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Sunday Politics


Yesterday's shooting and the shooting the day before at a high school football game in Alabama that injured 10, both following just weeks behind El Paso and Dayton, are raising questions again about what the White House and Congress are planning to do to address gun violence in the U.S. Joining me to talk about this is NPR's Tamara Keith. Welcome.


FADEL: So the president just spoke about this. What did he say?

KEITH: So the president said that the shooting in Texas hasn't really changed anything, that the White House and Congress are still talking about doing something, talking about a legislative package, though it's not clear what that would include. He says there are a lot of different bills and ideas. And then he went on to question whether background checks would really make a difference.


PRESIDENT DONALD TRUMP: I will say that for the most part, sadly, if you look at the last four or five, going back even five or six or seven years, for the most part, as strong as you make your background checks, they would not have stopped any of it. So it's a big problem. It's a mental problem. It's a big problem.

KEITH: And frequently, in the wake of mass shootings, President Trump has talked about mental health, saying that the shooters are sick people. And he did that again today.

FADEL: So, Tam, the president has been all over the place on the idea of enhanced background checks. From what he just said, he seems to indicate he's backing away now. Can you tell where he is today what he might support?

KEITH: You know, it's really not clear, and it hasn't been clear for quite a while. You know, immediately, after Dayton and El Paso, he tweeted that he wanted strong background checks and that Congress should get to it. And then he backed away. He talked more about wanting mental institutions, said that - you know, as he said today, background checks wouldn't actually help. But at the same time, the White House is continuing to have meetings with bipartisan offices of members of Congress, and the White House says that they aren't ruling out anything. The way this is sort of happening is that the Trump White House is saying, well, we have to see what would be able to pass Congress. And Republicans especially in Congress are saying, well, we need to know what the president supports.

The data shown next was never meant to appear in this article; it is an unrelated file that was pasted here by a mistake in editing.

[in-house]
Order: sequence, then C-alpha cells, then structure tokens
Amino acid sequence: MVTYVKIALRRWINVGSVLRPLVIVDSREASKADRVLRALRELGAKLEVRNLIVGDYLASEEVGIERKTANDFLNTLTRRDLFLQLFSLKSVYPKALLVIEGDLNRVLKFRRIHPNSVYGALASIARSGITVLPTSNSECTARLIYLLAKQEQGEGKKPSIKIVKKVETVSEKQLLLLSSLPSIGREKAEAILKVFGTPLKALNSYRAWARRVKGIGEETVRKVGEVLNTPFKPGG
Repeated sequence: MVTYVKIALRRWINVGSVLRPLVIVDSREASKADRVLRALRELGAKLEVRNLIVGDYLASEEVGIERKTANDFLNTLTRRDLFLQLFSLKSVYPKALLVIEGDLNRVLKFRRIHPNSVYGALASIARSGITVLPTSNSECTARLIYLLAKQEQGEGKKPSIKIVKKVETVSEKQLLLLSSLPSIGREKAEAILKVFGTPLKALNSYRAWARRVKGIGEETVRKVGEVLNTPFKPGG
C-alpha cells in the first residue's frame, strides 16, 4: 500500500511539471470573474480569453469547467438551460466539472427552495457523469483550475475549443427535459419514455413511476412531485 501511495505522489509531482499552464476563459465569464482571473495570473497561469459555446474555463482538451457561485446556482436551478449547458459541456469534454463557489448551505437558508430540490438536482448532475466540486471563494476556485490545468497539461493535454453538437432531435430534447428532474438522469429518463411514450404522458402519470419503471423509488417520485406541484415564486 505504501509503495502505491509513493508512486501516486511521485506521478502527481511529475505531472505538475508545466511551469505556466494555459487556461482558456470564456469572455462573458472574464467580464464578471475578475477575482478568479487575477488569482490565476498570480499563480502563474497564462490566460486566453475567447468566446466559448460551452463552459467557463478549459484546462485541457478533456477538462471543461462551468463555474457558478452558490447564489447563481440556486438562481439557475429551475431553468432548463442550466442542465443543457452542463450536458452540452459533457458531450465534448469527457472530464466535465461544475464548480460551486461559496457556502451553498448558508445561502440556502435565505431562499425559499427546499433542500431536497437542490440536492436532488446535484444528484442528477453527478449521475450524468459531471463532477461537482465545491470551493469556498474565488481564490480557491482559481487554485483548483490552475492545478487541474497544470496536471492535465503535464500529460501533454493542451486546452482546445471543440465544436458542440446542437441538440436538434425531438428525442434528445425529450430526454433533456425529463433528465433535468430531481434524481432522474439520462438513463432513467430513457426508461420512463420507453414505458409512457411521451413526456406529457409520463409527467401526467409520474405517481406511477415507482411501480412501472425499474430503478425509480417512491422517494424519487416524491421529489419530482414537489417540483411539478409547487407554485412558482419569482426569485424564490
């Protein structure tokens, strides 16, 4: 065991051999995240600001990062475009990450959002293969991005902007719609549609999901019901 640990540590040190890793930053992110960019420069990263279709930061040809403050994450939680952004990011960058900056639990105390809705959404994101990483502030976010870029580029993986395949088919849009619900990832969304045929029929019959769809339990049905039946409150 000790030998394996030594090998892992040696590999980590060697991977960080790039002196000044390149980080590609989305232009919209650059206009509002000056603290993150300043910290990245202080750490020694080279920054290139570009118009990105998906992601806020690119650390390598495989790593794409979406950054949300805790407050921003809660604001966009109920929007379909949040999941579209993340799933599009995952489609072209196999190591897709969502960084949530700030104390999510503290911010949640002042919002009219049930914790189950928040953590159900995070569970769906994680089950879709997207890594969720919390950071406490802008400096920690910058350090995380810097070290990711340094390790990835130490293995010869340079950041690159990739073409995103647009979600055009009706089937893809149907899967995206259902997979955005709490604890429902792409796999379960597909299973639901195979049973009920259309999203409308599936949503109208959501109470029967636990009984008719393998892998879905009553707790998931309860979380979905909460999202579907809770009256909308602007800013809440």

FADEL: Right.

KEITH: And it's not clear when we're going to get an answer on that. Senator Chris Murphy from Connecticut, who's been an advocate for stronger gun control laws, says that he has had good, meaningful conversations with the White House and that he feels like something is possible. A House committee that was supposed to consider some gun legislation this week had to postpone because of Hurricane Dorian.

FADEL: Right. And President Trump was set to go to Poland this week but decided to stay in the U.S. as Dorian became more of a threat. What are his plans to monitor the storm?

KEITH: Well, President Trump is visiting FEMA headquarters for a briefing today. He's also been getting regular updates over the weekend, though he did find time to visit his private golf course in Virginia yesterday. He's been tweeting a lot about the storm. He's also been tweeting a lot about other random things, including "The Apprentice."

FADEL: Now, the storm's approaching at a time when the Federal Emergency Management Agency, FEMA, has an acting administrator at the helm, Peter Gaynor, and his boss, Kevin McLennan, he's the acting secretary of Homeland Security. Just how many critical roles in this administration are held by people who are serving in an acting capacity?

KEITH: A lot. So there is no nominee for a permanent Homeland Security secretary, no nominee for deputy secretary. There is no - there is a nominee for FEMA administrator, but he's still awaiting Senate confirmation. There is an acting FEMA administrator, acting deputy FEMA administrator. There's also a lot of empty positions at the Office of the Director of National Intelligence. President Trump was asked about this the other day, and he said, you know, acting gives you great flexibility that you don't have with permanent. And he says that he can leave people in acting positions for a long time.

FADEL: That's NPR's Tamara Keith. Thanks for joining us this morning.

KEITH: You're welcome. Transcript provided by NPR, Copyright NPR.